The notion of an ever-bountiful ocean is a tattered myth. Overfishing, bycatch, and habitat degradation threaten the future health of our marine ecosystems. Nearly half of the U.S. fish stocks as assessed (103 of 230) are either currently depleted or headed in that direction, and the status of many more stocks (674) is unknown, but it is suspected that many of these are also overfished. Each year, countless unwanted fish, turtles, and birds are taken as bycatch and discarded dead or dying. Habitats crucial to healthy fish populations are being rapidly degraded. Entire ecosystems are being altered and some fishing communities face a difficult and uncertain future.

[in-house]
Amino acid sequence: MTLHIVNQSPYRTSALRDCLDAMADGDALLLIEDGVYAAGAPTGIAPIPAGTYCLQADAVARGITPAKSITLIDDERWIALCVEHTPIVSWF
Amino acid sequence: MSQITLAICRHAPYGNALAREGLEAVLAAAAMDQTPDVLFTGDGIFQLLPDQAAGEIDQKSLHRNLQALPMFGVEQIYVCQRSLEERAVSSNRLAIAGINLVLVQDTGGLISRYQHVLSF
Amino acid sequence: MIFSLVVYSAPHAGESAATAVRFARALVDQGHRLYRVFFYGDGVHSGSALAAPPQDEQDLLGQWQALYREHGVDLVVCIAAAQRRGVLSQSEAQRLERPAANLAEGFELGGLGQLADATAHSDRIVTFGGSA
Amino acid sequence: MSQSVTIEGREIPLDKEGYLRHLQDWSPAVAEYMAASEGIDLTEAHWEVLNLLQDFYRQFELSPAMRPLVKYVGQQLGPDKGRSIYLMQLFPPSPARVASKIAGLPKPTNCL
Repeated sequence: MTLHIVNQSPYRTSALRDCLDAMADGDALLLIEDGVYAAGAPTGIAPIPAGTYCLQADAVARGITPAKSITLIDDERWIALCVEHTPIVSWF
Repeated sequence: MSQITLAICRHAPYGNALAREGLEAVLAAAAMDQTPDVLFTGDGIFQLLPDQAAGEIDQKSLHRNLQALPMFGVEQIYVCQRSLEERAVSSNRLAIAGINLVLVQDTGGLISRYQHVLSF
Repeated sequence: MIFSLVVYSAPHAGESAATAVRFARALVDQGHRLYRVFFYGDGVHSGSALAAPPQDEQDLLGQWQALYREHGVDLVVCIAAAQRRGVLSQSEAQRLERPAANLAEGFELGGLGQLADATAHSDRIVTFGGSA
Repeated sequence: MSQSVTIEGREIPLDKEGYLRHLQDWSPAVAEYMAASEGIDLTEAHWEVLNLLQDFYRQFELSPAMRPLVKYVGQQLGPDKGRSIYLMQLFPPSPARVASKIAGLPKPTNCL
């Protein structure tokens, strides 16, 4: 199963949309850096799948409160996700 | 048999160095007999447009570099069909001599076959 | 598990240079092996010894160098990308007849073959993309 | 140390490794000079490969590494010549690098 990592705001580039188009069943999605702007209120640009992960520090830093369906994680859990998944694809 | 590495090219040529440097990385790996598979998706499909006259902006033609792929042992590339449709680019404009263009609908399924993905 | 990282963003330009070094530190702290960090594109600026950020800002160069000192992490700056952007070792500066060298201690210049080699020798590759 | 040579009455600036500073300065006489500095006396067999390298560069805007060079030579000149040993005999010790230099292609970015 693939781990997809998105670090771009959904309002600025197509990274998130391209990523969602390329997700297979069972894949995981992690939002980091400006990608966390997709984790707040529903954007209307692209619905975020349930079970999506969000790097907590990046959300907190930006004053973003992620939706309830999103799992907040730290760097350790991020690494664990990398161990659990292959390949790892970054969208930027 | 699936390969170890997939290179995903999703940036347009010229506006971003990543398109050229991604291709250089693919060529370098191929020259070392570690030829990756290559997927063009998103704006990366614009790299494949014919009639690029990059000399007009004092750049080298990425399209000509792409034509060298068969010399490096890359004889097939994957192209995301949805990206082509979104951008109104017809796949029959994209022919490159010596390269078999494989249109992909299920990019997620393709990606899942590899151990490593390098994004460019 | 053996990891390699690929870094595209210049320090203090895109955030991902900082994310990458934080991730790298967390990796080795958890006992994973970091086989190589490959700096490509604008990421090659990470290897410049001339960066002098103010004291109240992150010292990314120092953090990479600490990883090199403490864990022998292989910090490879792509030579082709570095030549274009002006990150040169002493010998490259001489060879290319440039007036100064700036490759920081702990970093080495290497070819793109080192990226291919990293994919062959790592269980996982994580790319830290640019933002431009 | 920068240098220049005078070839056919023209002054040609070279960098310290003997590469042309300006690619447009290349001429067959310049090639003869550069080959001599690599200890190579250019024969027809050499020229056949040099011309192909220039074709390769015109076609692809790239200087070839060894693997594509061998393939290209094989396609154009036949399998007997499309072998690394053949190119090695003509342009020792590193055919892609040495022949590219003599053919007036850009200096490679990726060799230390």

The picture is not entirely bleak; we have made significant progress on many marine conservation issues. Still, there is much work yet to be done. Zoo and aquarium professionals impact fisheries as consumers through the purchase of feeder fish for piscivorous animals in their collections. In addition, they influence millions of visitors annually through educational programs. With wise, informed choices in feeder fish purchases, and through public education programs, zoos, and aquariums can have a direct and a widespread impact on fisheries conservation. Together, we must bring a long-term sustainable approach to fisheries management.